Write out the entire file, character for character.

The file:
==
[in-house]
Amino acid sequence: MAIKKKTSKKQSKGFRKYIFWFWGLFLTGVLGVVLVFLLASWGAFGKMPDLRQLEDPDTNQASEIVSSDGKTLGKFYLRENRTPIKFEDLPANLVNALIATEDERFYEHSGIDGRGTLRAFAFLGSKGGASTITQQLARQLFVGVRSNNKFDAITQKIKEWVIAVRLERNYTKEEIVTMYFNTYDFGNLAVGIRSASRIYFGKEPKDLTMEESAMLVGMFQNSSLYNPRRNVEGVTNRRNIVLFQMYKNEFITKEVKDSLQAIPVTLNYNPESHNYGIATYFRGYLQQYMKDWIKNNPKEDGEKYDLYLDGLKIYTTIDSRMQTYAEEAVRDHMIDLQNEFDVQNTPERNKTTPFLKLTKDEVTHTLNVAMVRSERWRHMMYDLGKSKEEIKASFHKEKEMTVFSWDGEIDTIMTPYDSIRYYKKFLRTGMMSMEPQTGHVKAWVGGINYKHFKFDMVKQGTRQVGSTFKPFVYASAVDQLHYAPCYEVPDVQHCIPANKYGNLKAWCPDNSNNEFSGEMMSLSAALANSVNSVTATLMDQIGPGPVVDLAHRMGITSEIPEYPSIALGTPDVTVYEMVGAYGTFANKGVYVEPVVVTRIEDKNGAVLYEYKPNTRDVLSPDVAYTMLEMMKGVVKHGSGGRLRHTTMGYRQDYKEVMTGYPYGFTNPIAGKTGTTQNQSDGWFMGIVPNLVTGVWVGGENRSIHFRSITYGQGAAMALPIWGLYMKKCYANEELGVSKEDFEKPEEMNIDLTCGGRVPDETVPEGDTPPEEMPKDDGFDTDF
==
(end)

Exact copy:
[in-house]
Amino acid sequence: MAIKKKTSKKQSKGFRKYIFWFWGLFLTGVLGVVLVFLLASWGAFGKMPDLRQLEDPDTNQASEIVSSDGKTLGKFYLRENRTPIKFEDLPANLVNALIATEDERFYEHSGIDGRGTLRAFAFLGSKGGASTITQQLARQLFVGVRSNNKFDAITQKIKEWVIAVRLERNYTKEEIVTMYFNTYDFGNLAVGIRSASRIYFGKEPKDLTMEESAMLVGMFQNSSLYNPRRNVEGVTNRRNIVLFQMYKNEFITKEVKDSLQAIPVTLNYNPESHNYGIATYFRGYLQQYMKDWIKNNPKEDGEKYDLYLDGLKIYTTIDSRMQTYAEEAVRDHMIDLQNEFDVQNTPERNKTTPFLKLTKDEVTHTLNVAMVRSERWRHMMYDLGKSKEEIKASFHKEKEMTVFSWDGEIDTIMTPYDSIRYYKKFLRTGMMSMEPQTGHVKAWVGGINYKHFKFDMVKQGTRQVGSTFKPFVYASAVDQLHYAPCYEVPDVQHCIPANKYGNLKAWCPDNSNNEFSGEMMSLSAALANSVNSVTATLMDQIGPGPVVDLAHRMGITSEIPEYPSIALGTPDVTVYEMVGAYGTFANKGVYVEPVVVTRIEDKNGAVLYEYKPNTRDVLSPDVAYTMLEMMKGVVKHGSGGRLRHTTMGYRQDYKEVMTGYPYGFTNPIAGKTGTTQNQSDGWFMGIVPNLVTGVWVGGENRSIHFRSITYGQGAAMALPIWGLYMKKCYANEELGVSKEDFEKPEEMNIDLTCGGRVPDETVPEGDTPPEEMPKDDGFDTDF